An alternative is to make your own juices and smoothies with your own fresh or frozen ingredients. This allows you to make them as thick or thin as is best for the circumstances, and also allows you to very creatively adapt the calories, flavour, and contents of the drinks for your loved one. They may enjoy them so much they will not want to eat regular food.
Brush After Every Meal and Snack.
Clearing the mouth after eating will greatly decrease aspiration risk. If you can have your loved one brush their own teeth, that’s great. If not, you will likely have to help them or do it for them. You don’t need to use toothpaste, or use a bathroom: if you can get the particles cleaned, that is the main thing. Use a basin or bowl to have them spit anything out. If the tips above are followed, there shouldn’t be very much left in the mouth, but it is prudent to get everything out, so that choking and aspiration do not occur afterwards, when at rest.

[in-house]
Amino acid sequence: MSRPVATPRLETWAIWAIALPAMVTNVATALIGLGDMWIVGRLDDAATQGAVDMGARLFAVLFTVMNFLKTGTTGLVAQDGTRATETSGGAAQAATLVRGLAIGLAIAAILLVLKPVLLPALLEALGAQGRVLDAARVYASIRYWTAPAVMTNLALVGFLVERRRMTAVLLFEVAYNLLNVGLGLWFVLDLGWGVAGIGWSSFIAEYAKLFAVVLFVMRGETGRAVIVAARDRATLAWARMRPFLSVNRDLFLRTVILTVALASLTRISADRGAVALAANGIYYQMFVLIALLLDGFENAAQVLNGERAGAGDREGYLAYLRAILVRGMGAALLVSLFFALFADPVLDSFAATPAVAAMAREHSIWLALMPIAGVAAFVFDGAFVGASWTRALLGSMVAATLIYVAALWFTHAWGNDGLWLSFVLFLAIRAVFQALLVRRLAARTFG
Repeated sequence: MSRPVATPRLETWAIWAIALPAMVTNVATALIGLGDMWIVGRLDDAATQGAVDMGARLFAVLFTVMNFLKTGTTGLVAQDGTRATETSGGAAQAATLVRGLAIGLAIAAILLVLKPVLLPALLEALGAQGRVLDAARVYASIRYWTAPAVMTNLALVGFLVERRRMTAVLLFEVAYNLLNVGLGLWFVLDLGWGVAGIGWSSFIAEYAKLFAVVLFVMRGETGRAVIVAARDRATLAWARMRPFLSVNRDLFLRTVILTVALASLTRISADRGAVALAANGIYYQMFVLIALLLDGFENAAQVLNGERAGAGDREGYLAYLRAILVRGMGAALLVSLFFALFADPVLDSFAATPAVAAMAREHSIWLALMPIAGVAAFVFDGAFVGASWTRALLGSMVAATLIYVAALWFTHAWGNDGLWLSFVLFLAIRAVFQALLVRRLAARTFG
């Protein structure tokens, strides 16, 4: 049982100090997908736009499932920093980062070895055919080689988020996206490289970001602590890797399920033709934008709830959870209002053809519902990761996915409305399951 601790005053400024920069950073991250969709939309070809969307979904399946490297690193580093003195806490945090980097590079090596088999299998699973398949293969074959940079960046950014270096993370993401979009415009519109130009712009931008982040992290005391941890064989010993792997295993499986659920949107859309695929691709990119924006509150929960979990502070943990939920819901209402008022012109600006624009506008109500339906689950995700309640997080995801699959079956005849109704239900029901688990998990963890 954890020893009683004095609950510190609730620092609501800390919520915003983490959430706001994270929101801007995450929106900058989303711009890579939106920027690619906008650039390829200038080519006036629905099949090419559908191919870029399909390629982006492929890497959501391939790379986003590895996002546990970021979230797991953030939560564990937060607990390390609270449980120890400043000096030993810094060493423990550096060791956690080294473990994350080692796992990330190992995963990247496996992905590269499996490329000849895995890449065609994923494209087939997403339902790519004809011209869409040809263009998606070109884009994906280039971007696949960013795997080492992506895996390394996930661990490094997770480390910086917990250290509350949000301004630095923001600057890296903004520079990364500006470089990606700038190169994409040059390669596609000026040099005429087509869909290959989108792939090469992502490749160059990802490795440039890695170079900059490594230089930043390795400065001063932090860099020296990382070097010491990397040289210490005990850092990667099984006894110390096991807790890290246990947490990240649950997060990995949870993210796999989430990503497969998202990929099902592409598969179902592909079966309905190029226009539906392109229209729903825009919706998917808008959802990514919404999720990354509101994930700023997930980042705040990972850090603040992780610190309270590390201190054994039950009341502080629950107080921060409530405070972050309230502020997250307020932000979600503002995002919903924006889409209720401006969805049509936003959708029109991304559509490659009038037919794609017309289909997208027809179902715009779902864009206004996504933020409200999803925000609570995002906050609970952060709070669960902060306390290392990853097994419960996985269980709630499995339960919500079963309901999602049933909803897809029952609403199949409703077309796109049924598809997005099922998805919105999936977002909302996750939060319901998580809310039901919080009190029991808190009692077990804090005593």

Stay Up After Eating To Get Food Down.
Don’t go to bed immediately after finishing. Reclining too soon after eating can cause an increase in potential acid reflux (GERD) as well as aspiration. Stay upright for 20 minutes, or for as long as possible afterwards. This will help the food go lower in the digestive tract, which will increase the likelihood it will be processed properly, and that more of the food will be gone from the mouth which will decrease the potential for it to go into the lungs. http://www.lewybodydementia.ca/solve-swallowing-problems-and-avoid-aspiration-in-dementia
When eating, do the best you can to keep the person in an upright position. Slumping forward or reclining is not good for digestion. It they are burping a lot, complaining of heartburn and have a constant dry cough it could be reflux. Small amounts of food at a time and thorough chewing is important.
Practice gait training with the help of a metronome, a tool musicians use to keep a steady beat. A study published in March 2010 in PLoS One showed that when people with Parkinson’s walked to the sound of a metronome set about 10 percent faster than their fastest stride, it significantly improved their gait.
There is a free metronome app for your cell phone called imetronome.
Toileting for People with Dementia – Excellent advice per Family Caregiver Alliance: https://www.caregiver.org/toileting-dementia